7 Fantastic Experiences In Epirus, Greece’s Best Kept Secret

The perfect destination if you love Greece but don’t want to share your vacation with lots of other tourists.

1. Visiting Dodona

The Largest Theater Of Ancient Greece


The site — which happens to be set in some stunning countryside — is open year round.

You can explore the remains of the theater, and fragments of the ancient town.

Dodona was also the home of the god Zeus, and the location of an important oracle, second only to Delphi in significance.

It is still considered a sacred place: perhaps you will pick up some of the spiritual vibes as you walk around!

2. Chilling Out In Preveza

The seaside town of Preveza is primarily a place to relax, with a large yacht marina and long sandy beaches


However, you will want to explore the old town with its famous alleys. These are a series of tiny streets full of shops and restaurants, and buildings from the Byzantine and Venetian periods.

If you want to do a bit of sightseeing, there are three castles in Preveza, including the Venetian Pantocrator Castle. There is also an art gallery and several museums.

3. Discovering The Historic Town Of Arta

One of the main attractions of Arta is its Byzantine churches.


Although Arta does have some small archaeological sites, including one of the theaters of the Cultural Route, many visitors will find the medieval and Byzantine town more interesting.

One of the main attractions of Arta is its Byzantine churches. I visited the church of Panagia Parigoritissa, which is unremarkable on the outside, but the interior contains some magnificent medieval wall paintings.

You should be able to explore Arta comfortably in a single day.

4. Walking Around The Old Town And Lake Of Ioannina

Ioannina is the main town of Epirus and is primarily a convenient base for exploring rather than a tourist center.


However, you may want to spend some time in the Kastro, the 6th-century citadel. This small walled area encloses the streets of the old town and includes some ancient buildings such as the Fethiye Mosque.

You can walk or cycle around the lake, or take a boat trip to the tranquil and car-free island with its fishing port, monasteries, and centuries of history.

5. Enjoying The Gastronomy Of Epirus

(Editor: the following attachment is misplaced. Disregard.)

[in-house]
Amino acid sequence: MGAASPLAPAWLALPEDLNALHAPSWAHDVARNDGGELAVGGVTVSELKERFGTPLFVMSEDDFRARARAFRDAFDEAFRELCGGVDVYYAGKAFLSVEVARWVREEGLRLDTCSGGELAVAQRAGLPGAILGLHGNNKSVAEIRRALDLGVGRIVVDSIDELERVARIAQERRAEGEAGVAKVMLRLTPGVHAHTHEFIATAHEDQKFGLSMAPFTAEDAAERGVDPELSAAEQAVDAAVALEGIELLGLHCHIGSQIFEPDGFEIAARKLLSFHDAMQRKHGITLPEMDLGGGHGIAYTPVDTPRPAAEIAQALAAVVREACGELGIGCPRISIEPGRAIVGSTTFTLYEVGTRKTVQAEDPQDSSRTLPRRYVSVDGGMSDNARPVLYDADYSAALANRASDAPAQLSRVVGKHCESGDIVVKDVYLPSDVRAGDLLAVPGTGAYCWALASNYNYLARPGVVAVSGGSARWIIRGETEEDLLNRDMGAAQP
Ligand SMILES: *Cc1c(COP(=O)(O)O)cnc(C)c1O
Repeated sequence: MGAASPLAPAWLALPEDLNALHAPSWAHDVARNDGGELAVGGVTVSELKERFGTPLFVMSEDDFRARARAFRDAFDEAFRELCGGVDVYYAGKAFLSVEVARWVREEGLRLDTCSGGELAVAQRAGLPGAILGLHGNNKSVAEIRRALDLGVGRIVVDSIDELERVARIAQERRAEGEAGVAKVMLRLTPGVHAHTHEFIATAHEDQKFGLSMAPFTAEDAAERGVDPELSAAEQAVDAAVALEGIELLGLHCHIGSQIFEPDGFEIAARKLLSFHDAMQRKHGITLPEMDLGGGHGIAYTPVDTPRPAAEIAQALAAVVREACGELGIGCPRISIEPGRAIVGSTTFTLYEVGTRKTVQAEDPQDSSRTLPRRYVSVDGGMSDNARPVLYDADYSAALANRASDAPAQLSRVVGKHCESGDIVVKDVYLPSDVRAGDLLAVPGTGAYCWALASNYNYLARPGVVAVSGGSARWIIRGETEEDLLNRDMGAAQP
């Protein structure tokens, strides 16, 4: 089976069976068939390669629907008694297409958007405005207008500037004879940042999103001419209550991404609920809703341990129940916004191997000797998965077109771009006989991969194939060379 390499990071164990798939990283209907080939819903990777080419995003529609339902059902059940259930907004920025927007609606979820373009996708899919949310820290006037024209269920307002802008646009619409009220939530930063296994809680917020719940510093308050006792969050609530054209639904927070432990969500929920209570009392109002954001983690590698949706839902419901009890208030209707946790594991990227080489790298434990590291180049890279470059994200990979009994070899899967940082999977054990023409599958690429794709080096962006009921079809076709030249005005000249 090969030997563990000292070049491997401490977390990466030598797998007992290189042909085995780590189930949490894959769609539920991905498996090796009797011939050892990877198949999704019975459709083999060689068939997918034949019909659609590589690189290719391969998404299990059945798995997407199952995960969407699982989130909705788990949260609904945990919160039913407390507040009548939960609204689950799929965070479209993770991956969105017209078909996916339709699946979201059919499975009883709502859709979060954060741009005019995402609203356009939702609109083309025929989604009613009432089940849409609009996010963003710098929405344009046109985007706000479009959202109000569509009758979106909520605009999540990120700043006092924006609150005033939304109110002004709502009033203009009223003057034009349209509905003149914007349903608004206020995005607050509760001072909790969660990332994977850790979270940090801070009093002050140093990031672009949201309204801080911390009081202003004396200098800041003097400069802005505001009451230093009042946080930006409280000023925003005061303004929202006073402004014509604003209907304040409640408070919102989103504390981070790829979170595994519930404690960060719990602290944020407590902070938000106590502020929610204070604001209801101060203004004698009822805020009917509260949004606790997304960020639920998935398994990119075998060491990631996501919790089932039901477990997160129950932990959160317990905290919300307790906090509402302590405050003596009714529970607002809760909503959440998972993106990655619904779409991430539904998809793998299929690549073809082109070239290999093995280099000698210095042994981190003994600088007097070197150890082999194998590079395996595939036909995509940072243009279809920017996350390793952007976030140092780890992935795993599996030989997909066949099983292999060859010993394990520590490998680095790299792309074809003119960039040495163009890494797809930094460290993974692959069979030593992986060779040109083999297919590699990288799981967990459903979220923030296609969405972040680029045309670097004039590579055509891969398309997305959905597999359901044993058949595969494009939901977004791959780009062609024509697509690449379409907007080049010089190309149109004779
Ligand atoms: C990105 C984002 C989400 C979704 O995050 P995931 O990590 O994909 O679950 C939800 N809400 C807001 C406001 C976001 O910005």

There is no shortage of restaurants where you can enjoy the local cuisine.


This is based on very fresh, local ingredients: the emphasis is on the quality of the ingredients rather than on elaborate dishes.

Look out for the local olive oil, which is often organic, and always of high quality, the vegetables (especially the fresh wild greens), and the citrus fruit.

PRO TIP: It is easy enough to find tourist staples such as kebabs or moussaka.

However, you’ll enjoy the food more if you seek out local restaurants with simple, regional specialties. Slow food is the rule in Epirus.

People often eat just one main meal a day, with several courses spread over two or three hours.

6. Getting Out Into The Countryside

The countryside is beautiful and surprisingly verdant.


verywhere you go, you are surrounded by tall tree-covered mountains.

There are large lakes and rivers, many crossed by ancient stone bridges.

This is an agricultural region, with citrus trees and olive groves, and the occasional vineyard where you can enjoy a tasting.

PRO TIP: Epirus describes itself as a year-round destination. However, you need to know that there is abundant rainfall in autumn, and it can be snowy in winter.

On the other hand, all those trees must make a spectacular autumn display!

7. Exploring The Roman Town Of Nikopolis

There is so much to see.


Nikopolis is not Greek, but Roman, built by the emperor Octavian in 31 BCE to celebrate an important naval victory.

e most impressive part is the former walled city, which was inhabited until the 6th century and contains remains of Christian basilicas with magnificent mosaic floors.

You’ll also see fragments of roads, walls and villas, and examples of Roman plumbing.

Pro Tip: To get a flavor of Roman theater-going, try to visit during the Preveza Festival, which takes place each year between June and September.

Some performances take place in the Odeon of Nikopolis.

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